Did you ever think you would see a day when the tech sector would become New York City’s second-largest driver of jobs, trailing only finance? Finance is still an important part of the New York City economy and industry. It’s an important jobs contributor and even more important in terms of tax revenue, so it’s still important to focus on. What you see is that technology isn’t just an industry. It’s a skill that’s spreading through all industries. New York City needs to have start-up companies that are begun here like Tumblr or Etsy, but we also want the very large established companies to come here, whether that is Yahoo or Google. All industries, whether it’s advertising, communications, publishing, or retail, are being changed by technology. They’re not tech companies, but every industry needs the skills of knowing how to use data and manage it accordingly. How can New York compete with Silicon Valley, which outranks New York with the amount of venture capital funding it has and with its built-in advantages, such as its close ties to universities like Stanford? I think the real question is how Silicon Valley is going to compete with us. What you’re seeing with technology is that as it moves from being hardware-driven, it’s all about how you use the technology. I would argue quite strongly that NYC has much better skills because the industries in which it’s going to be used–advertising, communications, publishing, retail, fashionthese are here. So, I don’t know how Silicon Valley will be able to keep up, as the focus of how technology is applied moves to New York. If you look at the companies that are being successful here, they are basically application-based. I don’t think the software that enabled entertainment is going to be birthed in Silicon Valley.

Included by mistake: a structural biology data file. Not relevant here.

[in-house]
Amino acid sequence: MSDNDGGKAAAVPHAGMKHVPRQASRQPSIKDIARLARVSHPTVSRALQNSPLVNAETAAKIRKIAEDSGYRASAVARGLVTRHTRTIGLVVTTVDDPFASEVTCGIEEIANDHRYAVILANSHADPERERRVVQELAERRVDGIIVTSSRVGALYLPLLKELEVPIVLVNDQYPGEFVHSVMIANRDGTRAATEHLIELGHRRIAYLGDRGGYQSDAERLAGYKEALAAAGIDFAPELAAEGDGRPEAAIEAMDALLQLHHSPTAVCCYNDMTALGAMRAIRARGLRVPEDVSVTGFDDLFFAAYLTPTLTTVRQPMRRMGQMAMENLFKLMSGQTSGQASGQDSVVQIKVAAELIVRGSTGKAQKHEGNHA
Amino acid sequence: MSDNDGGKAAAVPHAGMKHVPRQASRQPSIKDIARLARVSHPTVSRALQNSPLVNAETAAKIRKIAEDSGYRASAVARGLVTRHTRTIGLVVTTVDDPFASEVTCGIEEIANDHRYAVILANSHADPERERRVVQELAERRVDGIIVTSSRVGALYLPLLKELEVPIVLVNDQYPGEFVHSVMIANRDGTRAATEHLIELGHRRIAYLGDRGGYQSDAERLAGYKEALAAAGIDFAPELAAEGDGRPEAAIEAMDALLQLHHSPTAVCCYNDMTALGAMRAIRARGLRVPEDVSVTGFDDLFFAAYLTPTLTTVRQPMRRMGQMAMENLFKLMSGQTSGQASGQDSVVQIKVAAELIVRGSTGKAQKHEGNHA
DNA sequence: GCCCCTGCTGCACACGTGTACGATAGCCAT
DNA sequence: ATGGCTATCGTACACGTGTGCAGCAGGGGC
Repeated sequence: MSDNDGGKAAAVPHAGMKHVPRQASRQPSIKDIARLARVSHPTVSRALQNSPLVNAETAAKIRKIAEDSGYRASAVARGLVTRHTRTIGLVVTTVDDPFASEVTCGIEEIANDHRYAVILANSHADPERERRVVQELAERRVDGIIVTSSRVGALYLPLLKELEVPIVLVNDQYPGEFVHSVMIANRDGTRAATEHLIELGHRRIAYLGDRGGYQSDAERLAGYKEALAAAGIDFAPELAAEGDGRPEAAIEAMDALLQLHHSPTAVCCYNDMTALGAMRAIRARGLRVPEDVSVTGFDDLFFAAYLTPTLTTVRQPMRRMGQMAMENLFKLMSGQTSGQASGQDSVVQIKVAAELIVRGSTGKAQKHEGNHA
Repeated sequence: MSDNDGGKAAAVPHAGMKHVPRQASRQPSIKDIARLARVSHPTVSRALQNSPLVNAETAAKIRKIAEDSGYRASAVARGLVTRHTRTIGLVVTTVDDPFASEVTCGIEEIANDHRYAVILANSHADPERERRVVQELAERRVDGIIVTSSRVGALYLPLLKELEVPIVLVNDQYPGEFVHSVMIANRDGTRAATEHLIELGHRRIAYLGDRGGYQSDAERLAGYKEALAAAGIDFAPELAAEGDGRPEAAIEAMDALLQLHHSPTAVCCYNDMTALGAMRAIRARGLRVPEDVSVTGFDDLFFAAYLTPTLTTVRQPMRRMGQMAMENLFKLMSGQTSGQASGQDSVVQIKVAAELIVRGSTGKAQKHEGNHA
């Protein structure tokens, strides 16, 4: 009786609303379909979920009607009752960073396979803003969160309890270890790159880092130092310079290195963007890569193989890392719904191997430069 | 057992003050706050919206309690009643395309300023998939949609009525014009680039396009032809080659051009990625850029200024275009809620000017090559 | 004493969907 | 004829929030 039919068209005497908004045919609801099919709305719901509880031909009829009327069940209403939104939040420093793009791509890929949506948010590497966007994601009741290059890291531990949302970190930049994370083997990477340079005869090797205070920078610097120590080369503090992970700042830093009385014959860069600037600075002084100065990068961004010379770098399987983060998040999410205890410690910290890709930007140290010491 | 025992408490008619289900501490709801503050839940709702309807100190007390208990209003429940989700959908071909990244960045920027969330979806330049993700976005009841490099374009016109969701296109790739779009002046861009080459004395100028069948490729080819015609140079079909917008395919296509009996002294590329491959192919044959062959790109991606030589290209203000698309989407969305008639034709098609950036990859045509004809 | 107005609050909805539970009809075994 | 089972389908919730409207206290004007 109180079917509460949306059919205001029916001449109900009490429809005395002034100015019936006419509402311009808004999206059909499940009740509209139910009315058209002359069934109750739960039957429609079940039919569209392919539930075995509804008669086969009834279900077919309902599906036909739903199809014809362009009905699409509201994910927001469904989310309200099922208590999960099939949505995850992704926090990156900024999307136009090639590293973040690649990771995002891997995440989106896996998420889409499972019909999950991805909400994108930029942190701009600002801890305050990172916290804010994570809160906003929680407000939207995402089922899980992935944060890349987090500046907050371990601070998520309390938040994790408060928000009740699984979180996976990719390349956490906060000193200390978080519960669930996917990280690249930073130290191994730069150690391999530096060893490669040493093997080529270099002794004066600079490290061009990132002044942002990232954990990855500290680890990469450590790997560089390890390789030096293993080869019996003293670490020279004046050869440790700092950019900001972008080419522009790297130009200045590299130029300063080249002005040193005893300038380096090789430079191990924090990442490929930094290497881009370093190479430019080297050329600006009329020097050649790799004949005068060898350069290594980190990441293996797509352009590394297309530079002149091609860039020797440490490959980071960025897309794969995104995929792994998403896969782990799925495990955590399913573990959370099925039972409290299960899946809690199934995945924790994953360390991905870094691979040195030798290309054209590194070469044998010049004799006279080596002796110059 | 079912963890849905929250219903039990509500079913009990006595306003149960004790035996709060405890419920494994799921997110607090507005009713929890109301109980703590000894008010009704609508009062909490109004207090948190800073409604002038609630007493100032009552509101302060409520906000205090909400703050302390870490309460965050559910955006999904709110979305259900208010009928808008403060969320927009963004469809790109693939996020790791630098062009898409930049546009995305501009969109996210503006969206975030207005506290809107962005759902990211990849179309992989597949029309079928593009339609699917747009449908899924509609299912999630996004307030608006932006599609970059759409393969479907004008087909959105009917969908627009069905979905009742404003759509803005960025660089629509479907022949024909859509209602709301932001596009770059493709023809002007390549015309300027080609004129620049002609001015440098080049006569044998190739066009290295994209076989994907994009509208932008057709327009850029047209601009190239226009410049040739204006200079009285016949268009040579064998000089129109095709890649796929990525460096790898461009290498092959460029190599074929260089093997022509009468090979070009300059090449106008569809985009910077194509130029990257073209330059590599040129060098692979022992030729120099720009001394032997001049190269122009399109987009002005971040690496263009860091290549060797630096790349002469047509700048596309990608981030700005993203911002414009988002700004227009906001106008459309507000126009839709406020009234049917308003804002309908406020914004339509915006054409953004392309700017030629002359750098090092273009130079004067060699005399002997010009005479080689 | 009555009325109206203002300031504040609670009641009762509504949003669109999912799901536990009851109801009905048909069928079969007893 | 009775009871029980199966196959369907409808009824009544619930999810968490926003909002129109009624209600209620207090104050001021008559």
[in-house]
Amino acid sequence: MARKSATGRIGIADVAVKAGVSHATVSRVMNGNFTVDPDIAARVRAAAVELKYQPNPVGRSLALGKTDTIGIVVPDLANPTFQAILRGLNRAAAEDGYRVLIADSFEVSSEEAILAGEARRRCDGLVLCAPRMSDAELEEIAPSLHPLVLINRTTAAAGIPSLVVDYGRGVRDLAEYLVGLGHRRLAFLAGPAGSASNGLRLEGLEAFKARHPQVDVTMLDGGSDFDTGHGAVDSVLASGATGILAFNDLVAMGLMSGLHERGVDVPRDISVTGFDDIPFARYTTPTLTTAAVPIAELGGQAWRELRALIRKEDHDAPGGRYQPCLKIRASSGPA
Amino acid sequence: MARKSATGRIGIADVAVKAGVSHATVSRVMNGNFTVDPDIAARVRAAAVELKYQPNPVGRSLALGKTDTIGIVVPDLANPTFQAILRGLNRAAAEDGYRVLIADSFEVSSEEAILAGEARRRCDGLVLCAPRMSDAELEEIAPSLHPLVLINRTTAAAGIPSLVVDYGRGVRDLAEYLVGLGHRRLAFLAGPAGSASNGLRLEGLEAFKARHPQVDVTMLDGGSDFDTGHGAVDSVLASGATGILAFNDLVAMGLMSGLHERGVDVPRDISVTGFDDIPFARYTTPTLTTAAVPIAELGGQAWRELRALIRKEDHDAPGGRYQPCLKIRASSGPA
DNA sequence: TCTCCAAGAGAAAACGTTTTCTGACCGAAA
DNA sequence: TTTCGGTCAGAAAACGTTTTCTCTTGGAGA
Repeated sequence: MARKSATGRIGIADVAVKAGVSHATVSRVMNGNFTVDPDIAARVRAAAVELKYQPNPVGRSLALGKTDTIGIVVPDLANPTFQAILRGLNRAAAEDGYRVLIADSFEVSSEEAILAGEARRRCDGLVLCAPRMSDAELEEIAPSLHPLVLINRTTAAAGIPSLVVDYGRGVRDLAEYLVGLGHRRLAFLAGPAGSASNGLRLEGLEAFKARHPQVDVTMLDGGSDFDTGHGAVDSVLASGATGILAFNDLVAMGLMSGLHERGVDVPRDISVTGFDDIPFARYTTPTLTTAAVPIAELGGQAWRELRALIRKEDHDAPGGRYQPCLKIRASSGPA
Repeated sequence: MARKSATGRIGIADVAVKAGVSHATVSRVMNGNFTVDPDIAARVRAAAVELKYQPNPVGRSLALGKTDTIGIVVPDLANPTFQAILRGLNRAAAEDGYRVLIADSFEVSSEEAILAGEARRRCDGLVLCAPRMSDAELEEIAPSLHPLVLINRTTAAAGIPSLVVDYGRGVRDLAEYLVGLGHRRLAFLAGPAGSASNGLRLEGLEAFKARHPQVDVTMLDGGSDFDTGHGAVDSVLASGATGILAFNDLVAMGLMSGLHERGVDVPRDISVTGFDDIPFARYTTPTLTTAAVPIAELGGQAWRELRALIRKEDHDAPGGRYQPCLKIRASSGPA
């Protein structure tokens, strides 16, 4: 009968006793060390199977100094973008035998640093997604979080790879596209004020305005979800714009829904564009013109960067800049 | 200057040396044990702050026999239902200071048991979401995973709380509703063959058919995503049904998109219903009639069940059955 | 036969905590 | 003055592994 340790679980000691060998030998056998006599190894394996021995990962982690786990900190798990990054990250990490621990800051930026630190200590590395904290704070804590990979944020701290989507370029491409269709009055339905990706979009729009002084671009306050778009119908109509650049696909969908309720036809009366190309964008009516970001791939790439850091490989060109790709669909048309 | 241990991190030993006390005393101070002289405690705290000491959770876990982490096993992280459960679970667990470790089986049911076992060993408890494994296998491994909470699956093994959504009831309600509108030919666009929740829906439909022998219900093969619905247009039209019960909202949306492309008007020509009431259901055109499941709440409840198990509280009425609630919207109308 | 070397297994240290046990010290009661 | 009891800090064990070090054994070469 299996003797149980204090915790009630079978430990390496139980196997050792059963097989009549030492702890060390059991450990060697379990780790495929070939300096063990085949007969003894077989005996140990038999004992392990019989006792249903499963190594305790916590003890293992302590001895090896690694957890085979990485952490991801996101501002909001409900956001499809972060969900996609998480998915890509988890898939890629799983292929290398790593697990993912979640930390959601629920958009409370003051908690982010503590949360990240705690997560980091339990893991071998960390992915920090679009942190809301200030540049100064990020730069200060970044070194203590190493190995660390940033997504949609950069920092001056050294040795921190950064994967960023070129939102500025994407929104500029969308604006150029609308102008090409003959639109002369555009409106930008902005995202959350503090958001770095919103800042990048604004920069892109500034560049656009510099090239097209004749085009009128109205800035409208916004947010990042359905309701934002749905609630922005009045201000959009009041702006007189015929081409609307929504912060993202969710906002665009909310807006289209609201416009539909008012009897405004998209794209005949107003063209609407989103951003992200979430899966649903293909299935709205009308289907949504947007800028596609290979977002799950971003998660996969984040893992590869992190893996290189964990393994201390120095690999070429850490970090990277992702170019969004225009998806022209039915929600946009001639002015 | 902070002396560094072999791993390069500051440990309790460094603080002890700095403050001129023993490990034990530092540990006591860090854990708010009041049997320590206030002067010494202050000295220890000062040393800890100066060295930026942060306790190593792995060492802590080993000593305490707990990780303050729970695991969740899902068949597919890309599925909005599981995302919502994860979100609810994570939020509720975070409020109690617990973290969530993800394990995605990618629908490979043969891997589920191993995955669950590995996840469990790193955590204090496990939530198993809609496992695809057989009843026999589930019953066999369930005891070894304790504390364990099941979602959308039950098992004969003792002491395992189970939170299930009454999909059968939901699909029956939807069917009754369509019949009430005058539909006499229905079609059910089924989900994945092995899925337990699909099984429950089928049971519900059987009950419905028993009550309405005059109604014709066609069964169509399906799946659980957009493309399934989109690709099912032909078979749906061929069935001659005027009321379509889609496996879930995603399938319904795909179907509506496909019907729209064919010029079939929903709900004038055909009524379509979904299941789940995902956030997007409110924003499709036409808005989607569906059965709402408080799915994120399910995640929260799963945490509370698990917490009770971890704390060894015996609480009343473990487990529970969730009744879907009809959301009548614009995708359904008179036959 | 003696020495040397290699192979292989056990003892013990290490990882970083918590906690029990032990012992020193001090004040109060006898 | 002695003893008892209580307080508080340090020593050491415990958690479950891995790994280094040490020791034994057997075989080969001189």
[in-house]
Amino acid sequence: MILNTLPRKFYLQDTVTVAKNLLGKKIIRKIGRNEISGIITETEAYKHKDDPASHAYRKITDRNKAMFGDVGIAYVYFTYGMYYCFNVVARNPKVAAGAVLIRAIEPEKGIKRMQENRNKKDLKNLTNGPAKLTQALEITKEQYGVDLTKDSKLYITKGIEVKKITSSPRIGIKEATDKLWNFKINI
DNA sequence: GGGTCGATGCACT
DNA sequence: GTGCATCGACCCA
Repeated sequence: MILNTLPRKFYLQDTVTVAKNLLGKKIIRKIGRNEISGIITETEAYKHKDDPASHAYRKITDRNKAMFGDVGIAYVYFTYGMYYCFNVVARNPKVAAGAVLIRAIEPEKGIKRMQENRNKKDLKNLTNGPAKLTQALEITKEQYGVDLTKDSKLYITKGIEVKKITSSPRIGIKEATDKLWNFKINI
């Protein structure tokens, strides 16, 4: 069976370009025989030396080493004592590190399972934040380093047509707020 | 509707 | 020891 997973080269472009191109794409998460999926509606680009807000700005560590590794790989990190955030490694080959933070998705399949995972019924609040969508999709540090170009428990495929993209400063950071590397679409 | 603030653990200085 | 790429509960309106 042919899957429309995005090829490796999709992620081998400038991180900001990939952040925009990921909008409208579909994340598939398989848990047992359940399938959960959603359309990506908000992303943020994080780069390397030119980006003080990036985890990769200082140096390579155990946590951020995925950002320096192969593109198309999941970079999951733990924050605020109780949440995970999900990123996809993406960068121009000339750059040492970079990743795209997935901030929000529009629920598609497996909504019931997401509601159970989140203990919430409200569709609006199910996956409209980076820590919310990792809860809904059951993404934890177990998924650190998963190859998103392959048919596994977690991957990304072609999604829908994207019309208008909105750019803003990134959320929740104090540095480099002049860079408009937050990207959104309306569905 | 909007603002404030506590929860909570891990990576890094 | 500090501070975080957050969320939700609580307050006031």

Capital New York Hires Three Columnists As Relaunch Nears
Now that Capital is close to filling up its reporter ranks on the politics and media desks, editors are lining up several weekly city columnists for the site’s early November relaunch. Capital’s first three columnists will be Jim Windolf, a Vanity Fair contributing editor who has written for several publications and started the New York Observer’s “New York World” column; Joanna Molloy, a veteran Daily News gossip writer and co-author of a new book on the subject; and Glynnis MacNicol, a writer and co-founder of TheLi.st and former media editor at Business Insider and Mediaite. The model will be more Jimmy Breslin than Joe Scarborough. While Politico columnists, like Scarborough or National Review editor Rich Lowry, comment on political and policy debates, Capital’s writers will produce reported columns that also express a point of view. They’ll draw from the city columnist tradition that extends from tabloid muckraking, a la Breslin, to the New York Times’ Clyde Haberman. Capital co-editor Tom McGeveran told HuffPost the new columns will focus on “New York issues, New York personalities and New York places.” “This is a tradition in which the best columns always entertain,” McGeveran said. “Sometimes they even change the minds of the city’s big decision makers; better yet is when a columnist changes their plans.” The new columnists are not joining full-time, but will write weekly for the site. However, Capital has been filling up the newsroom with full-time reporters and editors since Politico purchased the three-year-old site in September. On the politics front, Capital’s hired Daily News veteran Joanne Wasserman , the Albany Times Union’s Jimmy Vielkind , the New York Post’s Sally Goldenberg . Capital media reporter Joe Pompeo will now be joined on the desk by several additional reporters, including TV Newser’s Alex Weprin, Women’s Wear Daily’s Matthew Lynch, former Newsday and Milwaukee Journal Sentinel reporter Nicole Levy, and World Policy Journal’s Johana Bhuiyan. In addition, Peter Sterne will cover media part-time for the site while finishing at Columbia University.